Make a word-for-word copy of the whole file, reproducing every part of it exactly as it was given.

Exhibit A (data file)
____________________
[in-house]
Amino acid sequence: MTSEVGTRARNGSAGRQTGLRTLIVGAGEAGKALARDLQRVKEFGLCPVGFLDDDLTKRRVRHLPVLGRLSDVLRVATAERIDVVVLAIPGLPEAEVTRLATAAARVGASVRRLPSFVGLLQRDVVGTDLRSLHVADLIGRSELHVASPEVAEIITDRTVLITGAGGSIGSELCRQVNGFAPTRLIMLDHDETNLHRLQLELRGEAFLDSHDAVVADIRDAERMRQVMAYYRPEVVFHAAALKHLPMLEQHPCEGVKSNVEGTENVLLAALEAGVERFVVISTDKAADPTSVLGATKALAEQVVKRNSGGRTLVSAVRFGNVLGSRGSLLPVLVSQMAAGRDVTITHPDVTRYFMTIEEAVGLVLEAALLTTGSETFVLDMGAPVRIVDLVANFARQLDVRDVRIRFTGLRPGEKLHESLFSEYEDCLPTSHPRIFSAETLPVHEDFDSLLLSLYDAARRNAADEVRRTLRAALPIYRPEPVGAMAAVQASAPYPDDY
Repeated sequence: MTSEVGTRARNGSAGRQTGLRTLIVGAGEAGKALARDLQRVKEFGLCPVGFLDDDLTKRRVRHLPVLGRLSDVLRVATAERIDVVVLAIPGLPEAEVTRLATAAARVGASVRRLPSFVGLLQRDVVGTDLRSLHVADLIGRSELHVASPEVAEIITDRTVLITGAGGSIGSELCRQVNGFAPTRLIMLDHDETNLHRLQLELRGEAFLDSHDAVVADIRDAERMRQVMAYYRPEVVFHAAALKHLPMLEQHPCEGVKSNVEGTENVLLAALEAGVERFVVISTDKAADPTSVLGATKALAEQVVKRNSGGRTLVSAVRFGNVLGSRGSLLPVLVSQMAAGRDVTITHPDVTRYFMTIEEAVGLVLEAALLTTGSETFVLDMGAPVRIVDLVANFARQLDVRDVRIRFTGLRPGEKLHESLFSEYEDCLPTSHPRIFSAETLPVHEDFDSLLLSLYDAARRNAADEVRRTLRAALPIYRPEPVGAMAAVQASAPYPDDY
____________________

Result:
[in-house]
Amino acid sequence: MTSEVGTRARNGSAGRQTGLRTLIVGAGEAGKALARDLQRVKEFGLCPVGFLDDDLTKRRVRHLPVLGRLSDVLRVATAERIDVVVLAIPGLPEAEVTRLATAAARVGASVRRLPSFVGLLQRDVVGTDLRSLHVADLIGRSELHVASPEVAEIITDRTVLITGAGGSIGSELCRQVNGFAPTRLIMLDHDETNLHRLQLELRGEAFLDSHDAVVADIRDAERMRQVMAYYRPEVVFHAAALKHLPMLEQHPCEGVKSNVEGTENVLLAALEAGVERFVVISTDKAADPTSVLGATKALAEQVVKRNSGGRTLVSAVRFGNVLGSRGSLLPVLVSQMAAGRDVTITHPDVTRYFMTIEEAVGLVLEAALLTTGSETFVLDMGAPVRIVDLVANFARQLDVRDVRIRFTGLRPGEKLHESLFSEYEDCLPTSHPRIFSAETLPVHEDFDSLLLSLYDAARRNAADEVRRTLRAALPIYRPEPVGAMAAVQASAPYPDDY
Repeated sequence: MTSEVGTRARNGSAGRQTGLRTLIVGAGEAGKALARDLQRVKEFGLCPVGFLDDDLTKRRVRHLPVLGRLSDVLRVATAERIDVVVLAIPGLPEAEVTRLATAAARVGASVRRLPSFVGLLQRDVVGTDLRSLHVADLIGRSELHVASPEVAEIITDRTVLITGAGGSIGSELCRQVNGFAPTRLIMLDHDETNLHRLQLELRGEAFLDSHDAVVADIRDAERMRQVMAYYRPEVVFHAAALKHLPMLEQHPCEGVKSNVEGTENVLLAALEAGVERFVVISTDKAADPTSVLGATKALAEQVVKRNSGGRTLVSAVRFGNVLGSRGSLLPVLVSQMAAGRDVTITHPDVTRYFMTIEEAVGLVLEAALLTTGSETFVLDMGAPVRIVDLVANFARQLDVRDVRIRFTGLRPGEKLHESLFSEYEDCLPTSHPRIFSAETLPVHEDFDSLLLSLYDAARRNAADEVRRTLRAALPIYRPEPVGAMAAVQASAPYPDDY